SHL Offseason Trade Summary

The following trades took place in the offseason before Season 3:

The Quebec Tigres made a huge deal at the top of the draft after their planned choice went awry.  The Tigres had planned to take scoring winger Rod “Money” Argent with the #2 pick, addressing their major shortcomings on offense.  But after the Seattle Sailors surprisingly drafted Argent with the first pick, Quebec found themselves with no obvious choice.  So they traded down, dealing the #2 pick to the Hamilton Pistols in exchange for the #5 pick, a second-round pick, and D Dmitri Kalashnikov. Hamilton sought the #2 pick in order to grab G Lasse Koskinen, who immediately became the team’s top netminder.  While Quebec did not wind up with an impact player of Argent’s caliber, they traded quality for quantity.  With the #5 pick, they plucked RW Rupert MacDiarmid, who put up 15 goals and 39 points in juniors last year.  In Kalashnikov, the Tigres added an elite and ferocious defender, whose 109 penalty minutes were the second-most in the SHL last season.  The Tigres used the second-round selection to nab D Hal Pugliese, who took Penn Tech to the NCAA tournament three times in his collegiate career.

The Dakota Jackalopes also dealt a first-round pick, sending the #6 selection to the New York Night along with C Phil Miller in exchange for C Mike Rivera.  The trade represents a bold gamble for both teams.  For Dakota, adding Rivera augments their high-flying offense, as the Jackalopes attempt to catch up with their division rivals in Michigan and Anchorage.  Last season, Rivera banged home 23 goals and collected 39 points with New York. He is expected to anchor Dakota’s second line this year.  For New York, the trade reflects new coach Nick Foster’s desire to build a more balanced club.  Although Rivera was a strong contributor on offense, he is widely considered a defensive liability.  Miller, who put up 18 goals and 30 points between Saskatchewan and Dakota in ’16, is regarded as more of a two-way player.  With the sixth pick, the Night grabbed goaltending prospect Sherman Carter, who recorded a 2.27 GAA and a .930 save percentage in juniors last season.  In addition to drafting Carter, New York signed the top free-agent netminder, Jesse Clarkson, to complete an overhaul of one of their weakest positions.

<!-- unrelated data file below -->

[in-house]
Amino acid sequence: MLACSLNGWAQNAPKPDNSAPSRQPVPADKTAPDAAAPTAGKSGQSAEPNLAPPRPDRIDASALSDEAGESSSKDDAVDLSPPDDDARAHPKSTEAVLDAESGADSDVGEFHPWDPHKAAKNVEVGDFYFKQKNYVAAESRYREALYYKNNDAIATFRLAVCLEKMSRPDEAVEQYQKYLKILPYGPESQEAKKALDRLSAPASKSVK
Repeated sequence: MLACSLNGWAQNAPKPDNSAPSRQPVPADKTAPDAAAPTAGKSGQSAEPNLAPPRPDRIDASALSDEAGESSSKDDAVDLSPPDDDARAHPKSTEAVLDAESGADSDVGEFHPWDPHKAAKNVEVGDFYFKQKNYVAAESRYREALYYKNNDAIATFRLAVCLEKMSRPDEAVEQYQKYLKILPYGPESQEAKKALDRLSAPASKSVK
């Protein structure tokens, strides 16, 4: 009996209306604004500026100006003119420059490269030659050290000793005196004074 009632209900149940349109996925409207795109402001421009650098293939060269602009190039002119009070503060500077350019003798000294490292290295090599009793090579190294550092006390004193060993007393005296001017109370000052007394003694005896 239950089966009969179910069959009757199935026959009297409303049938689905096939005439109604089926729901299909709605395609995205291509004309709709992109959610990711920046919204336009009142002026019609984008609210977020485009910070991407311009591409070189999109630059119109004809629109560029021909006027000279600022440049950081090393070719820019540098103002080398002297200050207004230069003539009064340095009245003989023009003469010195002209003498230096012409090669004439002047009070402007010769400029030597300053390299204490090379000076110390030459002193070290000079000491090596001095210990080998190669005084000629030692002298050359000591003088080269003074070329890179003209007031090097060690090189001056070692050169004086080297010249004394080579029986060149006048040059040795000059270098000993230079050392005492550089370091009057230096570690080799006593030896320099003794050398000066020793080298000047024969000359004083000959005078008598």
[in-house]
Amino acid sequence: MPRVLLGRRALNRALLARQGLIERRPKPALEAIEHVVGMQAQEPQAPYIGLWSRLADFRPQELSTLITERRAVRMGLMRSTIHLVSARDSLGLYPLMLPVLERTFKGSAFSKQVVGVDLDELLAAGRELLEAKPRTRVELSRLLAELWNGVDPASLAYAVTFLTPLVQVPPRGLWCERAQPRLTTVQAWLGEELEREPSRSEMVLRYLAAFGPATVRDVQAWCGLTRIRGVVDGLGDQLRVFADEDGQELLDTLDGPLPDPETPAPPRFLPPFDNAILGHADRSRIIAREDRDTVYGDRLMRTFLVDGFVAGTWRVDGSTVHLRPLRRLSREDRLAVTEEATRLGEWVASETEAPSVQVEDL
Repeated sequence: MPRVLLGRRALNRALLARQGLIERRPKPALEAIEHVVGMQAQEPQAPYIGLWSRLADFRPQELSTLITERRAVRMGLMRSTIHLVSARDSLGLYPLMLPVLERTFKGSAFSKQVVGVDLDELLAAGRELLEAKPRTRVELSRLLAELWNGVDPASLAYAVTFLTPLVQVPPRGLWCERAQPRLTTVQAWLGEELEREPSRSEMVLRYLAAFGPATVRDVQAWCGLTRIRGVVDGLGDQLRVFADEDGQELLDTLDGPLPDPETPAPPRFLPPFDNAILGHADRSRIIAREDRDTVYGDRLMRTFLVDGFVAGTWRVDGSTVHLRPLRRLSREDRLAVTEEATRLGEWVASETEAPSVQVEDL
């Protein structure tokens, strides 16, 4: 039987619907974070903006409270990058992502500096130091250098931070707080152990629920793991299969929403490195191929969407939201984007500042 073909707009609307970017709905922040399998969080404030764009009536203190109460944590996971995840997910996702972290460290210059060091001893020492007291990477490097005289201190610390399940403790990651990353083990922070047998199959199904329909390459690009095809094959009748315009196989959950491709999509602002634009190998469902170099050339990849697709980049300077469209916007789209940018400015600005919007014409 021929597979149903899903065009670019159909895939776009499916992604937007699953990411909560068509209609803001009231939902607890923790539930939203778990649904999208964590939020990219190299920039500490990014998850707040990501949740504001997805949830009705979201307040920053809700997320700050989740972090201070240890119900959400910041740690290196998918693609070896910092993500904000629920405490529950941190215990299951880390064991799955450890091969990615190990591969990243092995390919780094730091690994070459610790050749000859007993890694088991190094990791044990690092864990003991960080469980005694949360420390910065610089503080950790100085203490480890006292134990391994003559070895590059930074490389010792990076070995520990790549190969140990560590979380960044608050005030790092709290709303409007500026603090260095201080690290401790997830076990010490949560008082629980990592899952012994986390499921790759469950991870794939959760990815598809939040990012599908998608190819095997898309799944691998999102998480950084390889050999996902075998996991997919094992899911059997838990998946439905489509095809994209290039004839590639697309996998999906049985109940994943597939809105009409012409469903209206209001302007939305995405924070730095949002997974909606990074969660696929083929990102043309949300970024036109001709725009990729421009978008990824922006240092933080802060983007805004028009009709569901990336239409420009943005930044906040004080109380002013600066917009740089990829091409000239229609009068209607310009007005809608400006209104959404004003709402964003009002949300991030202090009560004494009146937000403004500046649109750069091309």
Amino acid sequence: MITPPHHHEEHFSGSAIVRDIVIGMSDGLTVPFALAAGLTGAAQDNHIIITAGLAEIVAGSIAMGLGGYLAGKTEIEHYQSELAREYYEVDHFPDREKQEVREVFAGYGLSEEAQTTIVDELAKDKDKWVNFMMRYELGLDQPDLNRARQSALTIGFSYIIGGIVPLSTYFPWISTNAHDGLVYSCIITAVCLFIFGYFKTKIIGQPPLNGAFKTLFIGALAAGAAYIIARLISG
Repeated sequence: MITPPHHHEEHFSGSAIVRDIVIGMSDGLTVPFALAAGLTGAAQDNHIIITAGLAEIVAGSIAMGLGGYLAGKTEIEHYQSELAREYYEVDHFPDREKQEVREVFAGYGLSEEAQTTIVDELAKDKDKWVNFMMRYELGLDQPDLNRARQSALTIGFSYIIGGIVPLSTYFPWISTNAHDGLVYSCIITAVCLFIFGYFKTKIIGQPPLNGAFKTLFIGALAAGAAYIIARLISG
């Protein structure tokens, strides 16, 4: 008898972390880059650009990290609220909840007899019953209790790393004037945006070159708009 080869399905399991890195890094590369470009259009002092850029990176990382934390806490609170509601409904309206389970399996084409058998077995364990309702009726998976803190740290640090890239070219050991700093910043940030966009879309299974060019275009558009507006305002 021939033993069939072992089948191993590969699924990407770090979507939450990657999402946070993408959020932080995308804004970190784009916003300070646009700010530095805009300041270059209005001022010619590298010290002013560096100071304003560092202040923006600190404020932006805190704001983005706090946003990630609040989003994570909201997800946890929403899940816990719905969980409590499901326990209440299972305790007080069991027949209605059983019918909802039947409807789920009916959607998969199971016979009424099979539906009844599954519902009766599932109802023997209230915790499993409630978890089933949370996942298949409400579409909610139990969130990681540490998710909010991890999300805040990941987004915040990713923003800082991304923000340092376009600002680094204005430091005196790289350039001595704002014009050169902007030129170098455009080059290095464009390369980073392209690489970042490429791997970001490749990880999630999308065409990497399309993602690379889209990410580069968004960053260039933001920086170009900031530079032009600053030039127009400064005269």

After the draft, the Night made a pair of deals aimed at improving their third line.  First, they swapped G Oliver Richardson to the Saskatchewan Shockers for the rights to G Hector Orinoco, then sent Orinoco’s rights along with F Dill Howlter to Hamilton for winger Andrei Volodin.  Richardson, who posted a 6-10-0 mark with a 4.37 GAA for New York last season, became expendable after the Night drafted Carter and signed Clarkson.  He represents an upgrade for the Shockers, who have struggled to find a solid backup for Zeke Zagurski since the league’s inception.  Orinoco played last season in the German league, where he record a 17-11-2 record with a 3.06 GAA.  He will likely spend the season in the minors for Hamilton, barring an injury.  The 25-year-old Volodin should bring a little extra scoring punch to New York’s third line.  He scored 18 goals and 34 points for Hamilton in the 2016 season.  The 20-year-old Howlter failed to record a point in 9 games for New York last season.

The Washington Galaxy sent longtime backup goalie Gus Parrish to the Seattle Sailors in exchange for F Yann Eberlein.  The deal was a bit disappointing for the fans, as Parrish was a beloved figure in Washington, adored for his boyish enthusiasm and flair for colorful quotes.  Last season, Parrish went 7-6-0 with a 3.21 GAA as the Galaxy defended their Eastern Division title.  But after Washington signed free agent Ron Mason in the offseason, Parrish found himself without a job.  Eberlein struggled in limited action with the Sailors last year, recording 2 goals and 7 points in 34 games.  Washington hopes that the 25-year-old Swiss forward can provide a solid presence off the bench.  The Galaxy suffered from poor third-line and bench production last season, as rookies Henry Van Alpin, Barry Sullivan, and Oliver Wallington all turned in disappointing campaigns.